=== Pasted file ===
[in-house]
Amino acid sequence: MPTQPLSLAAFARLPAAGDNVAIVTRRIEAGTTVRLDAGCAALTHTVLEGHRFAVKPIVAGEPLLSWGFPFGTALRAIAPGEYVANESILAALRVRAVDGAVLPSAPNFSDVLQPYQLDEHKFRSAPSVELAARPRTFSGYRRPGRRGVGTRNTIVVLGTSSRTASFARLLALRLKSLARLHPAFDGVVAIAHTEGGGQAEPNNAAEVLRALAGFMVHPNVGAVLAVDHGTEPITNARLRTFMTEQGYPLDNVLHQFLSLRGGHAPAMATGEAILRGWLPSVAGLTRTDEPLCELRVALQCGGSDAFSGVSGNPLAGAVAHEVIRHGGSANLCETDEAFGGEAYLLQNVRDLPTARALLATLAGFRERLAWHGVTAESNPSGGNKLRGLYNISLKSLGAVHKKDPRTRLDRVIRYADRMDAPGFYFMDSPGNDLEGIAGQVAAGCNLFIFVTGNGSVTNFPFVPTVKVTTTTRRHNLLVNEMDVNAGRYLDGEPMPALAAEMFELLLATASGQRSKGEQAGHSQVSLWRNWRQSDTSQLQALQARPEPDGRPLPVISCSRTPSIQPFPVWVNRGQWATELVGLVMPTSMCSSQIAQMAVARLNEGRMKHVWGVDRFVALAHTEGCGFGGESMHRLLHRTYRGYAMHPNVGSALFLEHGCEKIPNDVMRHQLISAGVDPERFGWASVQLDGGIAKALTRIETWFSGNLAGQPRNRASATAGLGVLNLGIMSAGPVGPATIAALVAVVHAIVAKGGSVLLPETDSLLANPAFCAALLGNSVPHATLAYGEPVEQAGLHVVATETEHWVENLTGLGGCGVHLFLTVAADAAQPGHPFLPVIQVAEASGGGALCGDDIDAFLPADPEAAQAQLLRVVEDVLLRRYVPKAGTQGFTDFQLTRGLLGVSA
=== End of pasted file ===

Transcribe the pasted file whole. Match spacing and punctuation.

[in-house]
Amino acid sequence: MPTQPLSLAAFARLPAAGDNVAIVTRRIEAGTTVRLDAGCAALTHTVLEGHRFAVKPIVAGEPLLSWGFPFGTALRAIAPGEYVANESILAALRVRAVDGAVLPSAPNFSDVLQPYQLDEHKFRSAPSVELAARPRTFSGYRRPGRRGVGTRNTIVVLGTSSRTASFARLLALRLKSLARLHPAFDGVVAIAHTEGGGQAEPNNAAEVLRALAGFMVHPNVGAVLAVDHGTEPITNARLRTFMTEQGYPLDNVLHQFLSLRGGHAPAMATGEAILRGWLPSVAGLTRTDEPLCELRVALQCGGSDAFSGVSGNPLAGAVAHEVIRHGGSANLCETDEAFGGEAYLLQNVRDLPTARALLATLAGFRERLAWHGVTAESNPSGGNKLRGLYNISLKSLGAVHKKDPRTRLDRVIRYADRMDAPGFYFMDSPGNDLEGIAGQVAAGCNLFIFVTGNGSVTNFPFVPTVKVTTTTRRHNLLVNEMDVNAGRYLDGEPMPALAAEMFELLLATASGQRSKGEQAGHSQVSLWRNWRQSDTSQLQALQARPEPDGRPLPVISCSRTPSIQPFPVWVNRGQWATELVGLVMPTSMCSSQIAQMAVARLNEGRMKHVWGVDRFVALAHTEGCGFGGESMHRLLHRTYRGYAMHPNVGSALFLEHGCEKIPNDVMRHQLISAGVDPERFGWASVQLDGGIAKALTRIETWFSGNLAGQPRNRASATAGLGVLNLGIMSAGPVGPATIAALVAVVHAIVAKGGSVLLPETDSLLANPAFCAALLGNSVPHATLAYGEPVEQAGLHVVATETEHWVENLTGLGGCGVHLFLTVAADAAQPGHPFLPVIQVAEASGGGALCGDDIDAFLPADPEAAQAQLLRVVEDVLLRRYVPKAGTQGFTDFQLTRGLLGVSA